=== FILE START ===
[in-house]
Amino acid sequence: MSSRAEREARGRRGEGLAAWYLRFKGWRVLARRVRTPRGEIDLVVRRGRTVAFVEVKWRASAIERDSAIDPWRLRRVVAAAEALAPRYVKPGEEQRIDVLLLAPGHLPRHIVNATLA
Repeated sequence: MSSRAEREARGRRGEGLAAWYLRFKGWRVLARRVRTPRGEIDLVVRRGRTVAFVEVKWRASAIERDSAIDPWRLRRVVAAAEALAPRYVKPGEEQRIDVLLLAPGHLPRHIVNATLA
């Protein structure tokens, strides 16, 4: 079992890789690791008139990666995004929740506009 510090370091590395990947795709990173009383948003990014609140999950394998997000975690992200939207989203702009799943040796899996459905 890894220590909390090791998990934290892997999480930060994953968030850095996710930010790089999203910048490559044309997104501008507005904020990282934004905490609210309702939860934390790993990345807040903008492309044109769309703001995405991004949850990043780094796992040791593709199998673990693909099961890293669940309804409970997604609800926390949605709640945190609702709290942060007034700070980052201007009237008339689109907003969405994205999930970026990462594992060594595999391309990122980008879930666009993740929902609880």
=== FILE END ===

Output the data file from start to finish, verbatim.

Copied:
[in-house]
Amino acid sequence: MSSRAEREARGRRGEGLAAWYLRFKGWRVLARRVRTPRGEIDLVVRRGRTVAFVEVKWRASAIERDSAIDPWRLRRVVAAAEALAPRYVKPGEEQRIDVLLLAPGHLPRHIVNATLA
Repeated sequence: MSSRAEREARGRRGEGLAAWYLRFKGWRVLARRVRTPRGEIDLVVRRGRTVAFVEVKWRASAIERDSAIDPWRLRRVVAAAEALAPRYVKPGEEQRIDVLLLAPGHLPRHIVNATLA
């Protein structure tokens, strides 16, 4: 079992890789690791008139990666995004929740506009 510090370091590395990947795709990173009383948003990014609140999950394998997000975690992200939207989203702009799943040796899996459905 890894220590909390090791998990934290892997999480930060994953968030850095996710930010790089999203910048490559044309997104501008507005904020990282934004905490609210309702939860934390790993990345807040903008492309044109769309703001995405991004949850990043780094796992040791593709199998673990693909099961890293669940309804409970997604609800926390949605709640945190609702709290942060007034700070980052201007009237008339689109907003969405994205999930970026990462594992060594595999391309990122980008879930666009993740929902609880």